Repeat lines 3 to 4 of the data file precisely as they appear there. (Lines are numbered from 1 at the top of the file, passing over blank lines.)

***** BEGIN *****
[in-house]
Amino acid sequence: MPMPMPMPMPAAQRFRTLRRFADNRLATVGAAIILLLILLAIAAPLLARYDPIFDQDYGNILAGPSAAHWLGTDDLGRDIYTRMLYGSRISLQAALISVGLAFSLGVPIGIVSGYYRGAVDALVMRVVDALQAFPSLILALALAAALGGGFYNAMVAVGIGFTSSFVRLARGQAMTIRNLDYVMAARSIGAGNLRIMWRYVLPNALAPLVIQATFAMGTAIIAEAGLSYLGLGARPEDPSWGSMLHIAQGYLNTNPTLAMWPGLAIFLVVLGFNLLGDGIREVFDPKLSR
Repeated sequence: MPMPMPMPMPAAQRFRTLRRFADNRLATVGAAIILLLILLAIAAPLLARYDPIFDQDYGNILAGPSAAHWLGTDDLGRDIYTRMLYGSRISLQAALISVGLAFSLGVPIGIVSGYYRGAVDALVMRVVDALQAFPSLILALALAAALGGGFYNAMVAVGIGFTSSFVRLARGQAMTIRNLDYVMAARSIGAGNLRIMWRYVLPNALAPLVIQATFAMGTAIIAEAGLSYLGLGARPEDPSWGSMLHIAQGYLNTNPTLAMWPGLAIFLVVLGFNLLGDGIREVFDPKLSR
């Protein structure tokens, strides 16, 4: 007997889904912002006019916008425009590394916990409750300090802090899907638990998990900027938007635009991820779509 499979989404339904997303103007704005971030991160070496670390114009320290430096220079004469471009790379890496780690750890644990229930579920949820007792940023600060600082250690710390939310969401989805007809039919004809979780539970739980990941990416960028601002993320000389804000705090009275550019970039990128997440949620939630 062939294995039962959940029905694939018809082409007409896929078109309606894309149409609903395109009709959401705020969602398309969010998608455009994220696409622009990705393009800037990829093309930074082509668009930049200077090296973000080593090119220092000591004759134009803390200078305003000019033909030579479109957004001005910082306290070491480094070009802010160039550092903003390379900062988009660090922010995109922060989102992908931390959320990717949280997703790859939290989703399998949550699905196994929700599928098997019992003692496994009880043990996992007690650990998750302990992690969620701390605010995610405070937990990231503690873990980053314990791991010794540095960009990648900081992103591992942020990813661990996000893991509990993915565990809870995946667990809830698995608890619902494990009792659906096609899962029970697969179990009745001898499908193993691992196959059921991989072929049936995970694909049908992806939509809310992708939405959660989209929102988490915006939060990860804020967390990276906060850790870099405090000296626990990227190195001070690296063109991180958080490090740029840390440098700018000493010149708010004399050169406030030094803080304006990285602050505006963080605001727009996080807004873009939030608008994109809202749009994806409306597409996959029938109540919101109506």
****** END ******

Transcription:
Repeated sequence: MPMPMPMPMPAAQRFRTLRRFADNRLATVGAAIILLLILLAIAAPLLARYDPIFDQDYGNILAGPSAAHWLGTDDLGRDIYTRMLYGSRISLQAALISVGLAFSLGVPIGIVSGYYRGAVDALVMRVVDALQAFPSLILALALAAALGGGFYNAMVAVGIGFTSSFVRLARGQAMTIRNLDYVMAARSIGAGNLRIMWRYVLPNALAPLVIQATFAMGTAIIAEAGLSYLGLGARPEDPSWGSMLHIAQGYLNTNPTLAMWPGLAIFLVVLGFNLLGDGIREVFDPKLSR
């Protein structure tokens, strides 16, 4: 007997889904912002006019916008425009590394916990409750300090802090899907638990998990900027938007635009991820779509 499979989404339904997303103007704005971030991160070496670390114009320290430096220079004469471009790379890496780690750890644990229930579920949820007792940023600060600082250690710390939310969401989805007809039919004809979780539970739980990941990416960028601002993320000389804000705090009275550019970039990128997440949620939630 062939294995039962959940029905694939018809082409007409896929078109309606894309149409609903395109009709959401705020969602398309969010998608455009994220696409622009990705393009800037990829093309930074082509668009930049200077090296973000080593090119220092000591004759134009803390200078305003000019033909030579479109957004001005910082306290070491480094070009802010160039550092903003390379900062988009660090922010995109922060989102992908931390959320990717949280997703790859939290989703399998949550699905196994929700599928098997019992003692496994009880043990996992007690650990998750302990992690969620701390605010995610405070937990990231503690873990980053314990791991010794540095960009990648900081992103591992942020990813661990996000893991509990993915565990809870995946667990809830698995608890619902494990009792659906096609899962029970697969179990009745001898499908193993691992196959059921991989072929049936995970694909049908992806939509809310992708939405959660989209929102988490915006939060990860804020967390990276906060850790870099405090000296626990990227190195001070690296063109991180958080490090740029840390440098700018000493010149708010004399050169406030030094803080304006990285602050505006963080605001727009996080807004873009939030608008994109809202749009994806409306597409996959029938109540919101109506």